The organization also conducts numerous annual committee meetings along with players' and coaches' clinics and training camps for players from youth to Olympians.

"I think it's safe to say this community would have some interest in attracting USA Basketball's headquarters," said Jack Swarbrick, ISC executive committee member and the local organization's former chairman.

One thing that could be a big boost for Indianapolis' effort is backing from the NCAA, which has a keen interest in basketball, Swarbrick said.

"Basketball is of great significance to the NCAA for sports and business reasons," he said. "If the NCAA viewed [the relocation of USA Basketball to Indianapolis] as a positive, presumably they'd encourage the community to pursue it, and that could have a considerable influence on the process."

The NCAA and USA Basketball have several close ties. NCAA Executive Vice President Tom Jernstedt was USA Basketball president from 2000-2004, and hired the organization's current executive director, Jim Tooley, in 2000. Several NCAA officials hold high-ranking committee positions within USA Basketball.

NCAA officials declined to comment for this article.

Not seeking USOC HQ

Meanwhile, local officials said the city is not in the running to land the U.S. Olympic Committee headquarters.

"That's a derby that doesn't make sense to get into," Swarbrick said. "There are at least three logical communities for the USOC and what it does."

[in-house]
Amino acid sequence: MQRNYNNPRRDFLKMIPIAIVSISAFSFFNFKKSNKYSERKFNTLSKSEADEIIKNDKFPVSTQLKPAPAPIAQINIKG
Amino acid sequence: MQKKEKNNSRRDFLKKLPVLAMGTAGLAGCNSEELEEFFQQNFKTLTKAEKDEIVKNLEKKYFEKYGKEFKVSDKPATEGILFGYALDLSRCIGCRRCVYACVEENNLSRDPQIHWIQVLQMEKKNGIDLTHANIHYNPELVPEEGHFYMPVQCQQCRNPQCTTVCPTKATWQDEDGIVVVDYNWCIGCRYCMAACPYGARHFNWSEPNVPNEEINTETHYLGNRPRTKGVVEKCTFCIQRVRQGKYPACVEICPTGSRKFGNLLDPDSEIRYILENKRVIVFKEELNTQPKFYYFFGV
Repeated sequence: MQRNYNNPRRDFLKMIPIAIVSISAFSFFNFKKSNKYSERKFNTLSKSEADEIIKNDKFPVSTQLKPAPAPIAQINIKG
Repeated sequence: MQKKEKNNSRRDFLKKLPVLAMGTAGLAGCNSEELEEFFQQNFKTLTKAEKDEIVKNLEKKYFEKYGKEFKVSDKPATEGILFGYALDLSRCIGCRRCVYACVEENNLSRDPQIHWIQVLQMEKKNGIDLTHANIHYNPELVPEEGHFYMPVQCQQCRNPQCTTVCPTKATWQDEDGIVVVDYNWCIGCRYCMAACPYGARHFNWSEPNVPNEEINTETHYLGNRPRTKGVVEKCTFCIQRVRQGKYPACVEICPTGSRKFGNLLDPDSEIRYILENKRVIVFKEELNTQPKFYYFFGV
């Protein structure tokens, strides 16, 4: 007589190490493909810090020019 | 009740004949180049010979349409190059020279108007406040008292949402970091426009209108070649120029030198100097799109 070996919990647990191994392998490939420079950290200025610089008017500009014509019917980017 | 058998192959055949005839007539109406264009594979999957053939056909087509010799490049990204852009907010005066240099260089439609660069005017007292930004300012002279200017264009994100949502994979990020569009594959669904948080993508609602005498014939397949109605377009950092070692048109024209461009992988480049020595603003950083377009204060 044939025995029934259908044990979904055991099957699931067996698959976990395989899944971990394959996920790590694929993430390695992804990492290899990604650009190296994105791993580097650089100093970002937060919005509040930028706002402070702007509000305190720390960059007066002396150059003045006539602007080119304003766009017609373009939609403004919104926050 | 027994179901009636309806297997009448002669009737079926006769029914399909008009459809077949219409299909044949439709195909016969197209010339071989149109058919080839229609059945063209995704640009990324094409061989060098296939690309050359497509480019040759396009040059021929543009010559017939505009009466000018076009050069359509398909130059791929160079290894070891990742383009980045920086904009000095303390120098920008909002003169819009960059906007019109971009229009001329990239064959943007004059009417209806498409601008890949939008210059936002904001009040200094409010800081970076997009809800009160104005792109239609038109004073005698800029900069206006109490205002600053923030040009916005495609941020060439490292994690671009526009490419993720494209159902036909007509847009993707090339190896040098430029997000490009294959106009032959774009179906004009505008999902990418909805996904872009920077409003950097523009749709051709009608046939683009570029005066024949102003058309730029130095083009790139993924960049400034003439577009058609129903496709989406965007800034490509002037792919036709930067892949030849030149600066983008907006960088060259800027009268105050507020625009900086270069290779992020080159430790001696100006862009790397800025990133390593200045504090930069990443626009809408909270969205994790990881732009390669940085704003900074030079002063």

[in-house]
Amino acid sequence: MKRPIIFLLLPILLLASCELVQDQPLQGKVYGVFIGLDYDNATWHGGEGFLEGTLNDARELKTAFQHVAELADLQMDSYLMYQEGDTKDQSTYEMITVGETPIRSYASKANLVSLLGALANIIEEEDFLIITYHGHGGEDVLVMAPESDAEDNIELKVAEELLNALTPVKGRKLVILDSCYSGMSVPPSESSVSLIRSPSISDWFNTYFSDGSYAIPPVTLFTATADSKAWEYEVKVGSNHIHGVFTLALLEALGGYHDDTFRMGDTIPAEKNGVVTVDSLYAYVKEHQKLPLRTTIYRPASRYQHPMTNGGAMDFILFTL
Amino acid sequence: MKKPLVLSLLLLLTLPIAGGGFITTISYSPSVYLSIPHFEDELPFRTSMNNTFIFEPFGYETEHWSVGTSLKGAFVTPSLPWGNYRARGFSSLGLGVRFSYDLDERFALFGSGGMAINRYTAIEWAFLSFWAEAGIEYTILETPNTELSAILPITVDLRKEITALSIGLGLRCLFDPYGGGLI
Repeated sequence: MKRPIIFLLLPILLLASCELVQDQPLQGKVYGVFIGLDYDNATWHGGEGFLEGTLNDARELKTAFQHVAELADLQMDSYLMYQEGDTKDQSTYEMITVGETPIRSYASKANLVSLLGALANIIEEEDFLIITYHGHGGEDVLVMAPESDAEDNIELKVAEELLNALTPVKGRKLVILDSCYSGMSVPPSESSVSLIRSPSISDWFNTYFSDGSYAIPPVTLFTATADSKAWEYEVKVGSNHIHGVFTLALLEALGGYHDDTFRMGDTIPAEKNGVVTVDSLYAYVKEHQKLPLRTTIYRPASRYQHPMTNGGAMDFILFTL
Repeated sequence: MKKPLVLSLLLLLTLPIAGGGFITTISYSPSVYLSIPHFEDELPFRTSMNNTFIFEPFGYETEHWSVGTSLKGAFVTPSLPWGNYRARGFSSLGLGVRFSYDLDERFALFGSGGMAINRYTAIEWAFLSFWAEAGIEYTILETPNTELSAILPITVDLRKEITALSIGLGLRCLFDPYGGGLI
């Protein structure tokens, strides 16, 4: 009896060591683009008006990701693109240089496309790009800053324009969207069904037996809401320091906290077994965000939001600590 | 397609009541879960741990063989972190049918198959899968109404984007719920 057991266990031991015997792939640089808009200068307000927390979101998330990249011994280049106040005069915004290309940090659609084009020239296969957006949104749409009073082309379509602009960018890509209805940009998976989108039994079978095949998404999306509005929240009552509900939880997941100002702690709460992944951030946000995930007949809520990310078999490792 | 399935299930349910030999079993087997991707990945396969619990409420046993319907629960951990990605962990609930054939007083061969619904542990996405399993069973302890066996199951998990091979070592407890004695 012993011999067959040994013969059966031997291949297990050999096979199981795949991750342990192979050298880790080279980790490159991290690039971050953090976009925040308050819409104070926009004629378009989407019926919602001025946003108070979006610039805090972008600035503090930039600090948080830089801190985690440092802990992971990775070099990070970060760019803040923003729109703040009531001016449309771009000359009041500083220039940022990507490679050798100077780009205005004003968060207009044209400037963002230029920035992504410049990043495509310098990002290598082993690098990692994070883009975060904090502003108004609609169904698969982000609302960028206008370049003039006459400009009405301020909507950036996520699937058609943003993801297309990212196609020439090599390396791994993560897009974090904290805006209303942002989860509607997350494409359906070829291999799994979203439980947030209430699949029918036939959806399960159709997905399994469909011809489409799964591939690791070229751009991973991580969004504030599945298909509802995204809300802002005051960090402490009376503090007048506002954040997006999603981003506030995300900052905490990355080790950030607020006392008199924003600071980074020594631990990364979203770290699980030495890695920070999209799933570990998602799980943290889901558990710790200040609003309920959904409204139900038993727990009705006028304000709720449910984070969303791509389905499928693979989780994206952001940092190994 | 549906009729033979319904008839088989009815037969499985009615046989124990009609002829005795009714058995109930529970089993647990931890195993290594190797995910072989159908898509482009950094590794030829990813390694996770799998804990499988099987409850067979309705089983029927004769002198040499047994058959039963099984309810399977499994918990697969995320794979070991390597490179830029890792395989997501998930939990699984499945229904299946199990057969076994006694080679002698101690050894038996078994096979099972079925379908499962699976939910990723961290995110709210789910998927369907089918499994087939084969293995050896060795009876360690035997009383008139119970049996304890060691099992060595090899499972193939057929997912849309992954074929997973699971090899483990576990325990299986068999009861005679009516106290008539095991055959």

Swarbrick said those cities are Colorado Springs, Los Angeles and Chicago, where USOC officials were shopping for real estate earlier this month.

Colorado Springs and Los Angeles are good spots due to the USOC's significant presence in those cities. Being located in a major media market, like L.A., doesn't hurt, he added.

The USOC has an outpost in L.A., where the 1984 Summer Games were held, and has a major training center in nearby Chula Vista for athletes participating in nine sports including archery, rowing, canoe/kayak, soccer, softball, field hockey, tennis, track and field, and cycling.

Chicago, which is pursuing the 2016 Summer Olympics, makes sense because of its central location and easy international access. Its status as an Olympic bid city is a bonus.

Unlike the USA Basketball's open-bid process, USOC officials have launched a bid process by invitation only. While USOC officials confirmed they have asked several cities--including Colorado Springs and Chicago--to bid for its headquarters, they declined to specify what other locales have been contacted.

Not everyone is convinced Indianapolis shouldn't pursue the USOC headquarters.

"Indianapolis in many ways surpasses what Chicago has to offer," said David Morton, principal for Sunrise Sports Group, an Indianapolis-based sports marketing consultancy. "Chicago is a spread-out municipality, with a higher cost of living and far worse traffic.

"Chicago doesn't have the sports-minded partnerships in place on a number of levels that Indianapolis has.

"Indianapolis has an Olympic-caliber velodrome, natatorium, and track and field venue, not to mention the headquarters of several key national governing bodies," Morton said. "Indianapolis, not Chicago, used to be called the amateur sports capital of the world."